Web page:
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Late 1996, and Ian Brown is on the ropes. The Roses have imploded. Their Manc descendents Oasis are on peak form, stealing the Britrock crown from their former idols. In a double blow, Brown has split from the mother of his two young songs. Penniless and battered, he returns home to live with his parents. With a Second Coming royalty cheque for nine grand, he puts a deposit down on an ex-council house in Warrington. Brown’s first impulse is to become a gardener and
sell flowers at market, like his grandfather. A simple, honourable life. He digs over his garden. But friends keep nagging him not to give up on music. Slowly, he teaches himself songwriting from a Bob Marley anthology and an old blues songbook. He equips a mini-studio in his back room with second-hand instruments and soundproofing from B&Q. Together with Robbie Maddix and Nigel Ipinson, drummer and keyboard player in the final Roses line-up, he makes tentative plans for a group called The Brown. But, ultimately, a raw and ragged solo album takes shape.

Was Unfinished Monkey Business meant to sound that rough?
“Yeah, I didn’t want to do a polished 24-track production. I wanted it to sound like you were sat on the end of my bed listening to me working through these songs. There was a chance that the Dust Brothers would mix it, but it meant I had to wait eight weeks and I didn’t want to wait. I’m curious how it would have sounded. I don’t regret it, but I think they would have made it sound 10 times better.”

You were “gutted” when John played with Oasis at Knebworth. Is that why, when Unfinished Monkey Business came out, you branded Oasis “piss-poor” cokeheads who were “wasting all of our time”?
“I said that purely just to get them at it, to get busy. I loved the fact that Oasis got massive because I felt, when the Roses hit a brick wall, if Oasis hadn’t happened it would have all been for nothing. I didn’t think they sounded like the Roses, but I always had respect for Oasis… they always said they loved the Roses, and Liam always said specifically that they loved me.”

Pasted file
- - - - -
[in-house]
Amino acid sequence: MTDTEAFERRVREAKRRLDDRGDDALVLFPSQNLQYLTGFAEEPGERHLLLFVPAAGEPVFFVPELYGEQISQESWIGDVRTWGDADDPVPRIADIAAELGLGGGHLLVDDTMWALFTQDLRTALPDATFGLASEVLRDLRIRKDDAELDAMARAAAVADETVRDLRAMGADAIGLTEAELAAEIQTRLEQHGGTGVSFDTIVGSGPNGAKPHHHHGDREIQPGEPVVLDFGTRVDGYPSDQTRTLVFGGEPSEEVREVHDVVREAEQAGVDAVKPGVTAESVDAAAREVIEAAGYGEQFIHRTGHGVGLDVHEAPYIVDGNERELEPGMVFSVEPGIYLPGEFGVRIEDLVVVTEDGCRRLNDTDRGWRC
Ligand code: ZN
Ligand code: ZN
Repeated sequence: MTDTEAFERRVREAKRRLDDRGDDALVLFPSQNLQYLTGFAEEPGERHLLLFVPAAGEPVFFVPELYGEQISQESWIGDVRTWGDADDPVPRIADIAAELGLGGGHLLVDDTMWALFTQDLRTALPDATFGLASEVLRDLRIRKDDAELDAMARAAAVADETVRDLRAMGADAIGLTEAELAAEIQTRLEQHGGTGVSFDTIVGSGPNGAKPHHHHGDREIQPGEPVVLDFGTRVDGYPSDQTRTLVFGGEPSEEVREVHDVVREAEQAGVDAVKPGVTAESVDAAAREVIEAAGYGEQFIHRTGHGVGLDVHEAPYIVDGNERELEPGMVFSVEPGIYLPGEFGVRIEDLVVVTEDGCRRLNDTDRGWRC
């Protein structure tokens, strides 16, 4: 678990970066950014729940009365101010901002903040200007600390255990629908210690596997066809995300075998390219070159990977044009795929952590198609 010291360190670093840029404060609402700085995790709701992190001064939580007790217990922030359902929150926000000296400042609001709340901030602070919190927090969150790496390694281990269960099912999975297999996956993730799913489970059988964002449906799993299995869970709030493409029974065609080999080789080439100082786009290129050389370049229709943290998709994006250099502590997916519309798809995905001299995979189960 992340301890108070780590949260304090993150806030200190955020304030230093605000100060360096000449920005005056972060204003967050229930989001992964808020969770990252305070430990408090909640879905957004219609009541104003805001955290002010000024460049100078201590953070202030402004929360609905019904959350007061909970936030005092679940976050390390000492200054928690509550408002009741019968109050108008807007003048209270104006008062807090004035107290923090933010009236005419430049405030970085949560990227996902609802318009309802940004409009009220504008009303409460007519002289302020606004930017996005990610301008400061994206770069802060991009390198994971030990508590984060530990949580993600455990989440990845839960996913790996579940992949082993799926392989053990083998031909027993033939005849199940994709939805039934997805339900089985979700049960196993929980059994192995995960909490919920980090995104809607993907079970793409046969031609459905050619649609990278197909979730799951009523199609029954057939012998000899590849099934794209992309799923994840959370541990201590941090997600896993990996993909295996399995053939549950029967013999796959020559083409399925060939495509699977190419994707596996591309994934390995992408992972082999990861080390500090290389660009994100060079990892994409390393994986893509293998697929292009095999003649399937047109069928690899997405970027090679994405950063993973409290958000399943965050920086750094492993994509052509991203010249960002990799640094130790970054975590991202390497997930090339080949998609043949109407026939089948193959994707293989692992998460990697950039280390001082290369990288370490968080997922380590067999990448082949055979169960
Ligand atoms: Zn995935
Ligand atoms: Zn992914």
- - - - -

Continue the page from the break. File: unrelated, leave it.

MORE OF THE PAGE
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Your confrontation with a BA stewardess in 1998 was a pretty dark chapter. You’ve always disputed the official version. Did you really threaten to chop her hands off?
“Yeah. In a joke way. She’s come into First Class, and she’s obviously used to seeing guys in suits and ties. Suddenly she sees four black kids, an Indian kid with his turban on, Aziz, and a white kid asleep next to me. And instead of saying, ‘Do you want duty free?’ she waved her hand dismissively as if to say, ‘You won’t want this.’ I’m like, ‘Don’t wave your hand at me like that.’ So she says sorry, and I say, ‘An apology’s OK, but if you do it again I’ll chop your hands off.’ And she just tutted and carried on pushing her trolley.”

Hand on heart, you never threatened anyone?
“Not at all, hand on heart. Like my lawyer said, what was he going to chop her hands off with, one of the plastic knives? It obviously wasn’t a serious thing and they knew it. I didn’t even cuss her.”

All the same, you ended up serving two months in Strangeways. Did you learn anything from prison?
“That this system is still abusing the poor like 100 years ago. It’s a Victorian jail and it still felt Victorian. These kids are straight out of kids’ homes at 16, then detention centres. Before they know it they’re in a fucking man’s jail at 21. And I saw more drugs in there than at the Hacienda. Every day I got offered heroin and crack. Kids call it a jail bag; it takes the walls down.”

And John Squire sent you a box of Maltesers in jail…
“Yeah, we used to send each other Maltesers every Christmas as kids. He sent me a box, and a note saying he hoped I was out for Christmas, and he still loved me. He didn’t put a phone number or address on it, though, heh heh!”

Didn’t Kevin Rowland write to you, too?
“He did. I wrote him a letter back, but I don’t know if he got it. It would be nice to say thank you, what a top man. He said, ‘I’ve been in this position myself, I’ve been in the charts and I’ve been in jail, I know what you’re going through.’ That was amazing.”

Did you really convert to Islam in jail?
“My sister bought me the Koran in 1990. I always thought the stories in it were magical. So I’d already had a love affair with it, but when I got in jail the first day, I saw what everyone else was eating. I didn’t know what the fuck was in the pies, but the lads said if you were Muslim you get chickpeas, lentils, rice, chicken curry on a Friday. So I said my religion was Muslim.”

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Not a genuine religious conversion, then?
“I don’t go to a Mosque, no, but I still love the stories in the Koran. It just seems magical to me. I’ve always said prayers. I’ve always said there’s some truth to something that’s 2000 years old.”

Is it true you are now planning some prison gigs, Johnny Cash style?
“Yeah… I might have a chance of getting in Preston jail. I’m trying to get three or four prisons, do a little prison tour, heh heh! Instead of doing little clubs as a warm-up for a big festival. That would be really cool.”

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